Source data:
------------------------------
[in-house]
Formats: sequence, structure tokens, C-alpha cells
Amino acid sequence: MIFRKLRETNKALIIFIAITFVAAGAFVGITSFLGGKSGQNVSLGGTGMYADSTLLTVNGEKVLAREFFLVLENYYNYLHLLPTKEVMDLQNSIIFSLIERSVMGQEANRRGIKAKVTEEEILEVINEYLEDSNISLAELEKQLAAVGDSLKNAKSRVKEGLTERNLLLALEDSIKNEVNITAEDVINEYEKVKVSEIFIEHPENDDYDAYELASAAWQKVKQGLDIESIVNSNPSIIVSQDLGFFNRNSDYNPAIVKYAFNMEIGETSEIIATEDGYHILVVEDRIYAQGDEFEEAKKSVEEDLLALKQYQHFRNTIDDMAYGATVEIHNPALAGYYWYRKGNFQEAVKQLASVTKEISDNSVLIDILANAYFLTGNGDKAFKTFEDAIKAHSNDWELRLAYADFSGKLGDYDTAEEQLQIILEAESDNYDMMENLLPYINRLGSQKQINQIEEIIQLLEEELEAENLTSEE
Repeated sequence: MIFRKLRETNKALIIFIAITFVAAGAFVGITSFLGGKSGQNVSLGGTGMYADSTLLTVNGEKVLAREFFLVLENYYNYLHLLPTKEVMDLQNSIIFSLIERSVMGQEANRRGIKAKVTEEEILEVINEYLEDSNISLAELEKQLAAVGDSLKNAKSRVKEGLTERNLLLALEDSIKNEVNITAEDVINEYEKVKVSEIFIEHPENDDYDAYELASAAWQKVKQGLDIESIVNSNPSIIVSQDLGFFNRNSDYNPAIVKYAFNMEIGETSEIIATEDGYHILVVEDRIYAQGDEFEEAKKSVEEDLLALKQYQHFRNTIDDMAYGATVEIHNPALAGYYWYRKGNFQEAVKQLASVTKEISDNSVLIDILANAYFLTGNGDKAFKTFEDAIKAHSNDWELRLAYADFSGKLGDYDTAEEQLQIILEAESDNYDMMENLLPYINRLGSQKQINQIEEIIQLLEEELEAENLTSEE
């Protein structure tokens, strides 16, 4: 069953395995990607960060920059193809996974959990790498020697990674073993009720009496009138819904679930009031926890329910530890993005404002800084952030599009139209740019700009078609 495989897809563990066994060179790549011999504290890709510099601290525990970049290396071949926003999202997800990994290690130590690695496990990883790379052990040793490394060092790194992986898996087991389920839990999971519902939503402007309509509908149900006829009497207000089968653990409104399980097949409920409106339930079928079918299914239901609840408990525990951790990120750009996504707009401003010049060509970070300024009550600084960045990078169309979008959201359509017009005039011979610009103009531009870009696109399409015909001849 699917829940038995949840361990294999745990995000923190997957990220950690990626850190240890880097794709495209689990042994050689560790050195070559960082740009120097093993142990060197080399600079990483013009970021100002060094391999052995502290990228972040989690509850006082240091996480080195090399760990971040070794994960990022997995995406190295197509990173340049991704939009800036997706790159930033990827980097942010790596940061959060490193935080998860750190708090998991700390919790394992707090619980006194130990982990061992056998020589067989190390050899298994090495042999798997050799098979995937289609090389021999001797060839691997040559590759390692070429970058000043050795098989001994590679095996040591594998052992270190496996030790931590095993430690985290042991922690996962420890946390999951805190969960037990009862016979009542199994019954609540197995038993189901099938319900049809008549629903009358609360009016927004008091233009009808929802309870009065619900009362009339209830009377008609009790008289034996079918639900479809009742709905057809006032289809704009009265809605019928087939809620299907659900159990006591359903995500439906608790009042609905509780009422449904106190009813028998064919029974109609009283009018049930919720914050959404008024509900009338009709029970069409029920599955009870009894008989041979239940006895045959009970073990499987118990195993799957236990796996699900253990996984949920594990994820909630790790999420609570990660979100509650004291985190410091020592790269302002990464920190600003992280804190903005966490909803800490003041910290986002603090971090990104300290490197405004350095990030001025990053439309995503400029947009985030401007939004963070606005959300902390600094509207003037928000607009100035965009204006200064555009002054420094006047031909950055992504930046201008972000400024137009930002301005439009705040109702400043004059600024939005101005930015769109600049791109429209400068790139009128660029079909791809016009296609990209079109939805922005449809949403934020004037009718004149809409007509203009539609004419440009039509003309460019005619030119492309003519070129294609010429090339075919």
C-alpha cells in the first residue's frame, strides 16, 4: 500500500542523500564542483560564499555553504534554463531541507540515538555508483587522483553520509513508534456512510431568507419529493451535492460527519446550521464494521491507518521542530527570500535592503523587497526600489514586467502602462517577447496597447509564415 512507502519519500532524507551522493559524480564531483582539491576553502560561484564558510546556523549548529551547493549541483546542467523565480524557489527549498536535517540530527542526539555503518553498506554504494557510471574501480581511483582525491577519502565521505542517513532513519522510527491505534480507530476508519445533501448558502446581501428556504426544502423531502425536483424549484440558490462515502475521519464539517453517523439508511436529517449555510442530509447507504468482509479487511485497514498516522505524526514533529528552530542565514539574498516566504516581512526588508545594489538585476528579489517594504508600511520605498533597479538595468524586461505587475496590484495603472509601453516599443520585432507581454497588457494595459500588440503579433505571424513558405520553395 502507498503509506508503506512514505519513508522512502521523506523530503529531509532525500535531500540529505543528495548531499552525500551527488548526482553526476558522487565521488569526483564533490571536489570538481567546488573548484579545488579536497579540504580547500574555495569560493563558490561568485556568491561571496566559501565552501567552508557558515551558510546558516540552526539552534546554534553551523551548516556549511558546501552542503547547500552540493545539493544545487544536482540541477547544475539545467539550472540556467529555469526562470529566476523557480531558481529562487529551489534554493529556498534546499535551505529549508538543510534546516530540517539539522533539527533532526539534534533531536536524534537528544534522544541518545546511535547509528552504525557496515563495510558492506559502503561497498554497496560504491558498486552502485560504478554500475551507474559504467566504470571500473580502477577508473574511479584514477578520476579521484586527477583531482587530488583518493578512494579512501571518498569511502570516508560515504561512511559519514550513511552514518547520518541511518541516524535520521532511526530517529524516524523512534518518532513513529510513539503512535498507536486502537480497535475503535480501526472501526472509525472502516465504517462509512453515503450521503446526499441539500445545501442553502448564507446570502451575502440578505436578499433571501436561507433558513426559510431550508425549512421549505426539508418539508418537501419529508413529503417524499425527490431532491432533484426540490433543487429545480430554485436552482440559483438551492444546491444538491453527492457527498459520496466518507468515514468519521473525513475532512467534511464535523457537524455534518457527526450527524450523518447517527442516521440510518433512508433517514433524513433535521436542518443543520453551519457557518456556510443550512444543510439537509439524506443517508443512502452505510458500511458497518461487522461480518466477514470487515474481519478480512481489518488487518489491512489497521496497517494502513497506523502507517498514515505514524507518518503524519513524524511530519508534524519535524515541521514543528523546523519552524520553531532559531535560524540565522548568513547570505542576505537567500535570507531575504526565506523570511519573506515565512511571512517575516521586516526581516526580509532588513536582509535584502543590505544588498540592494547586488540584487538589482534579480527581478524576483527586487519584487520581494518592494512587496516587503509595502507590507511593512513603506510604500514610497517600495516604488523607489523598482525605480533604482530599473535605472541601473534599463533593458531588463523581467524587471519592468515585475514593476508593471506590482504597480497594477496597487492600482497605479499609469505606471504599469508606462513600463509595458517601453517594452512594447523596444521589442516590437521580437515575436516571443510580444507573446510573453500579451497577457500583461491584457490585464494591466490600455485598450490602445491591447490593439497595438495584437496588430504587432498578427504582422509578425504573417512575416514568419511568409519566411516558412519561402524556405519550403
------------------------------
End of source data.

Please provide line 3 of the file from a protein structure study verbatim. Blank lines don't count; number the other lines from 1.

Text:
Amino acid sequence: MIFRKLRETNKALIIFIAITFVAAGAFVGITSFLGGKSGQNVSLGGTGMYADSTLLTVNGEKVLAREFFLVLENYYNYLHLLPTKEVMDLQNSIIFSLIERSVMGQEANRRGIKAKVTEEEILEVINEYLEDSNISLAELEKQLAAVGDSLKNAKSRVKEGLTERNLLLALEDSIKNEVNITAEDVINEYEKVKVSEIFIEHPENDDYDAYELASAAWQKVKQGLDIESIVNSNPSIIVSQDLGFFNRNSDYNPAIVKYAFNMEIGETSEIIATEDGYHILVVEDRIYAQGDEFEEAKKSVEEDLLALKQYQHFRNTIDDMAYGATVEIHNPALAGYYWYRKGNFQEAVKQLASVTKEISDNSVLIDILANAYFLTGNGDKAFKTFEDAIKAHSNDWELRLAYADFSGKLGDYDTAEEQLQIILEAESDNYDMMENLLPYINRLGSQKQINQIEEIIQLLEEELEAENLTSEE